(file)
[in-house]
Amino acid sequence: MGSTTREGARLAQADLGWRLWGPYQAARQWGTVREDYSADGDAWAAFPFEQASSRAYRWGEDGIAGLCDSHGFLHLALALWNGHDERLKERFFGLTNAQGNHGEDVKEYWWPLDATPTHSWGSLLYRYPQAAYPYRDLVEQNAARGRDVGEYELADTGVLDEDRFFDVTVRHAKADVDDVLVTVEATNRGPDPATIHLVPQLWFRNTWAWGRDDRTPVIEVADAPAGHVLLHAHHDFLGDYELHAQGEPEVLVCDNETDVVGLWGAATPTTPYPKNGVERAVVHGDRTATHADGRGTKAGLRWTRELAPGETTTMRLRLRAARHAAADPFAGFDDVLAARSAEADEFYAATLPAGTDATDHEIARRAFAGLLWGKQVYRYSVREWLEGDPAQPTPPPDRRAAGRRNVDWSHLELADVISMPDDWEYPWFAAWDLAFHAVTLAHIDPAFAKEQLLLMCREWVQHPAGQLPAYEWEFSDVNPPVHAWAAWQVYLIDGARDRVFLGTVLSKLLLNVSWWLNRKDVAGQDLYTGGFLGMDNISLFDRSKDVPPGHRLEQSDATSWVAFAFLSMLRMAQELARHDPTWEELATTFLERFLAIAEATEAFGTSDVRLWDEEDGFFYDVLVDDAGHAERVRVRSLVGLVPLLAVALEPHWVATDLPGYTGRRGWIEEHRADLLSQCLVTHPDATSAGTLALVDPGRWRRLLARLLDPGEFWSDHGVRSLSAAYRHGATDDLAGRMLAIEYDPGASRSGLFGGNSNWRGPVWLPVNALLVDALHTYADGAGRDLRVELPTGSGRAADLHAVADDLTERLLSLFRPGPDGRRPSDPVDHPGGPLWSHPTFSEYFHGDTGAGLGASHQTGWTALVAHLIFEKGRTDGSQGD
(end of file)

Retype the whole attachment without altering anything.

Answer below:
[in-house]
Amino acid sequence: MGSTTREGARLAQADLGWRLWGPYQAARQWGTVREDYSADGDAWAAFPFEQASSRAYRWGEDGIAGLCDSHGFLHLALALWNGHDERLKERFFGLTNAQGNHGEDVKEYWWPLDATPTHSWGSLLYRYPQAAYPYRDLVEQNAARGRDVGEYELADTGVLDEDRFFDVTVRHAKADVDDVLVTVEATNRGPDPATIHLVPQLWFRNTWAWGRDDRTPVIEVADAPAGHVLLHAHHDFLGDYELHAQGEPEVLVCDNETDVVGLWGAATPTTPYPKNGVERAVVHGDRTATHADGRGTKAGLRWTRELAPGETTTMRLRLRAARHAAADPFAGFDDVLAARSAEADEFYAATLPAGTDATDHEIARRAFAGLLWGKQVYRYSVREWLEGDPAQPTPPPDRRAAGRRNVDWSHLELADVISMPDDWEYPWFAAWDLAFHAVTLAHIDPAFAKEQLLLMCREWVQHPAGQLPAYEWEFSDVNPPVHAWAAWQVYLIDGARDRVFLGTVLSKLLLNVSWWLNRKDVAGQDLYTGGFLGMDNISLFDRSKDVPPGHRLEQSDATSWVAFAFLSMLRMAQELARHDPTWEELATTFLERFLAIAEATEAFGTSDVRLWDEEDGFFYDVLVDDAGHAERVRVRSLVGLVPLLAVALEPHWVATDLPGYTGRRGWIEEHRADLLSQCLVTHPDATSAGTLALVDPGRWRRLLARLLDPGEFWSDHGVRSLSAAYRHGATDDLAGRMLAIEYDPGASRSGLFGGNSNWRGPVWLPVNALLVDALHTYADGAGRDLRVELPTGSGRAADLHAVADDLTERLLSLFRPGPDGRRPSDPVDHPGGPLWSHPTFSEYFHGDTGAGLGASHQTGWTALVAHLIFEKGRTDGSQGD